Intracellular signaling by the neural cell adhesion molecule

Neurochem Res. 2003 Jan;28(1):127-41. doi: 10.1023/a:1021660531484.


Cell adhesion molecules are known to play far more complex roles than mechanically attaching one cell to an adjacent cell or to components of the extracellular matrix. Thus, important roles for cell adhesion molecules in the regulation of intracellular signaling pathways have been revealed. In this review, we discuss the present knowledge about signaling pathways activated upon homophilic binding of the neural cell adhesion molecule (NCAM). Homophilic NCAM binding leads to activation of a signal transduction pathway involving Ca2+ through activation of the fibroblast growth factor receptor, and to activation of the mitogen-activated protein kinase pathway. In addition, cyclic adenosine monophosphate and protein kinase A are involved in NCAM-mediated signaling. Among these pathways the possibility exists of cross talk or convergence, of which different possible mediators have been suggested. Finally, several downstream effector molecules leading to NCAM-mediated cellular endpoints have been demonstrated, including transcription factors and regulators of the cytoskeleton.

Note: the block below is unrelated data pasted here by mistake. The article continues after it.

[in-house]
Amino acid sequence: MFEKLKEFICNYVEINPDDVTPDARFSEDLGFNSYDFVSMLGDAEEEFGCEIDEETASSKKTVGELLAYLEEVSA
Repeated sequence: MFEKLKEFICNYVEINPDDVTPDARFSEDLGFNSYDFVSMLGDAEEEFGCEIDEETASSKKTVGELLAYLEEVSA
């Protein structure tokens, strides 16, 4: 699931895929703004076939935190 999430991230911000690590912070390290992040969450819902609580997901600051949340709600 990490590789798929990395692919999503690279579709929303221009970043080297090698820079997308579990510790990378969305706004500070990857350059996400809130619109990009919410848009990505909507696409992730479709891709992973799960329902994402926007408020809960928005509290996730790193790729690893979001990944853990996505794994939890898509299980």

Publication types

  • Review

MeSH terms

  • Animals
  • Cell Adhesion Molecules, Neuronal / metabolism*
  • Cyclic AMP / metabolism
  • MAP Kinase Signaling System
  • Protein Kinase C / metabolism
  • Receptors, Fibroblast Growth Factor / metabolism*
  • Signal Transduction*


  • Cell Adhesion Molecules, Neuronal
  • Receptors, Fibroblast Growth Factor
  • Cyclic AMP
  • Protein Kinase C